A Computational Methodology for Addressing Differentiated Access of Vulnerable Populations During Biological Emergencies

PDF Version Also Available for Download.

Description

Mitigation response plans must be created to protect affected populations during biological emergencies resulting from the release of harmful biochemical substances. Medical countermeasures have been stockpiled by the federal government for such emergencies. However, it is the responsibility of local governments to maintain solid, functional plans to apply these countermeasures to the entire target population within short, mandated time frames. Further, vulnerabilities in the population may serve as barriers preventing certain individuals from participating in mitigation activities. Therefore, functional response plans must be capable of reaching vulnerable populations.Transportation vulnerability results from lack of access to transportation. Transportation vulnerable populations located ... continued below

Physical Description

xi, 115 pages : illustrations (chiefly color), color maps

Creation Information

O’Neill II, Martin Joseph August 2014.

Context

This dissertation is part of the collection entitled: UNT Theses and Dissertations and was provided by UNT Libraries to Digital Library, a digital repository hosted by the UNT Libraries. It has been viewed 113 times . More information about this dissertation can be viewed below.

Who

People and organizations associated with either the creation of this dissertation or its content.

Publisher

Rights Holder

For guidance see Citations, Rights, Re-Use.

  • O’Neill II, Martin Joseph

Provided By

UNT Libraries

With locations on the Denton campus of the University of North Texas and one in Dallas, UNT Libraries serves the school and the community by providing access to physical and online collections; The Portal to Texas History and UNT Digital Libraries; academic research, and much, much more.

Contact Us

What

Descriptive information to help identify this dissertation. Follow the links below to find similar items on the Digital Library.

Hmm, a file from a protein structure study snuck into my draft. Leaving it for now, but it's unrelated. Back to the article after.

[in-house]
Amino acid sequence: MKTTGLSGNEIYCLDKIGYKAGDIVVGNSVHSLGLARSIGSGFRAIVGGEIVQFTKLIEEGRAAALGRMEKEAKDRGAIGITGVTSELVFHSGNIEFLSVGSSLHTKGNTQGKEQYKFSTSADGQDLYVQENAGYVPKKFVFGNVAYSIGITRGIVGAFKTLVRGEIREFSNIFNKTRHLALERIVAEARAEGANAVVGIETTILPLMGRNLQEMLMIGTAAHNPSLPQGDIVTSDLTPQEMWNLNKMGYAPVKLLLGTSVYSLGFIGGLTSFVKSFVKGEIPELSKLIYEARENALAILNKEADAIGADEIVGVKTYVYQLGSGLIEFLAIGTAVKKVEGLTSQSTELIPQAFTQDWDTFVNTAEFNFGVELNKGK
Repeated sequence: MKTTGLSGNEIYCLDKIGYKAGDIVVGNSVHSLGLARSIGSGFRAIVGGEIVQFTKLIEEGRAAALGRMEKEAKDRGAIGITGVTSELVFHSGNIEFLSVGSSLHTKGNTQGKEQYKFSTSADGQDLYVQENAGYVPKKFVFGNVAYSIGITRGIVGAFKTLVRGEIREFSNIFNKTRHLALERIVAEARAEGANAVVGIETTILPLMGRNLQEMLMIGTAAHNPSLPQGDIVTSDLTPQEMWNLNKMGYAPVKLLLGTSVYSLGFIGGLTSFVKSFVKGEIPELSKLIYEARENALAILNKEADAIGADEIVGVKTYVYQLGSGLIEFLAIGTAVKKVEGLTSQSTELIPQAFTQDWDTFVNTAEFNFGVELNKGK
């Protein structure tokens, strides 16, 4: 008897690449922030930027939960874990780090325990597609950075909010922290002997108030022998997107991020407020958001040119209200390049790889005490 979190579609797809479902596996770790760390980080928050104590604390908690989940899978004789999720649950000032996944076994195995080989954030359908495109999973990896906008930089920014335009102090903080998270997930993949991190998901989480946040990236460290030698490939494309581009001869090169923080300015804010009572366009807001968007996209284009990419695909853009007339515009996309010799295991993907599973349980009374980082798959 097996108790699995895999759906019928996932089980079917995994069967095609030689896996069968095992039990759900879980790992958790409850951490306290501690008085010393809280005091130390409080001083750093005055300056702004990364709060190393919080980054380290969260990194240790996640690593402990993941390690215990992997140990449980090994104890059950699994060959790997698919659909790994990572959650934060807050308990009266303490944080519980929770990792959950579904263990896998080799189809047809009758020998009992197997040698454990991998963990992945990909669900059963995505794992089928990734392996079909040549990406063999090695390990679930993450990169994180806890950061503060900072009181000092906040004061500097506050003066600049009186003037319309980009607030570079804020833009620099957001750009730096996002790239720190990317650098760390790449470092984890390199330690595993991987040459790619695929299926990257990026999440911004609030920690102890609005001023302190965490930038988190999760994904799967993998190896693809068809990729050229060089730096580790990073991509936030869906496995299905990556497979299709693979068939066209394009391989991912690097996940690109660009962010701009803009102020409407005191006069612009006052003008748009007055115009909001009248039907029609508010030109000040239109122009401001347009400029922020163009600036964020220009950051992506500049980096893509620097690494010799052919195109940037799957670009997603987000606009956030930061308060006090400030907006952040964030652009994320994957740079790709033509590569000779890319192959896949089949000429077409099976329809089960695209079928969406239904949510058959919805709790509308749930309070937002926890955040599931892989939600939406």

Degree Information

Description

Mitigation response plans must be created to protect affected populations during biological emergencies resulting from the release of harmful biochemical substances. Medical countermeasures have been stockpiled by the federal government for such emergencies. However, it is the responsibility of local governments to maintain solid, functional plans to apply these countermeasures to the entire target population within short, mandated time frames. Further, vulnerabilities in the population may serve as barriers preventing certain individuals from participating in mitigation activities. Therefore, functional response plans must be capable of reaching vulnerable populations.Transportation vulnerability results from lack of access to transportation. Transportation vulnerable populations located too far from mitigation resources are at-risk of not being able to participate in mitigation activities. Quantification of these populations requires the development of computational methods to integrate spatial demographic data and transportation resource data from disparate sources into the context of planned mitigation efforts. Research described in this dissertation focuses on quantifying transportation vulnerable populations and maximizing participation in response efforts. Algorithms developed as part of this research are integrated into a computational framework to promote a transition from research and development to deployment and use by biological emergency planners.

Physical Description

xi, 115 pages : illustrations (chiefly color), color maps

Language

Collections

This dissertation is part of the following collection of related materials.

UNT Theses and Dissertations

Theses and dissertations represent a wealth of scholarly and artistic content created by masters and doctoral students in the degree-seeking process. Some ETDs in this collection are restricted to use by the UNT community.

What responsibilities do I have when using this dissertation?

When

Dates and time periods associated with this dissertation.

Creation Date

  • August 2014

Added to The UNT Digital Library

  • Aug. 21, 2015, 5:42 a.m.

Description Last Updated

  • Jan. 19, 2017, 6:25 a.m.

Usage Statistics

When was this dissertation last used?

Yesterday: 0
Past 30 days: 2
Total Uses: 113

Interact With This Dissertation

Here are some suggestions for what to do next.

Start Reading

PDF Version Also Available for Download.

Citations, Rights, Re-Use

O’Neill II, Martin Joseph. A Computational Methodology for Addressing Differentiated Access of Vulnerable Populations During Biological Emergencies, dissertation, August 2014; Denton, Texas. (digital.library.unt.edu/ark:/67531/metadc699851/: accessed September 22, 2017), University of North Texas Libraries, Digital Library, digital.library.unt.edu; .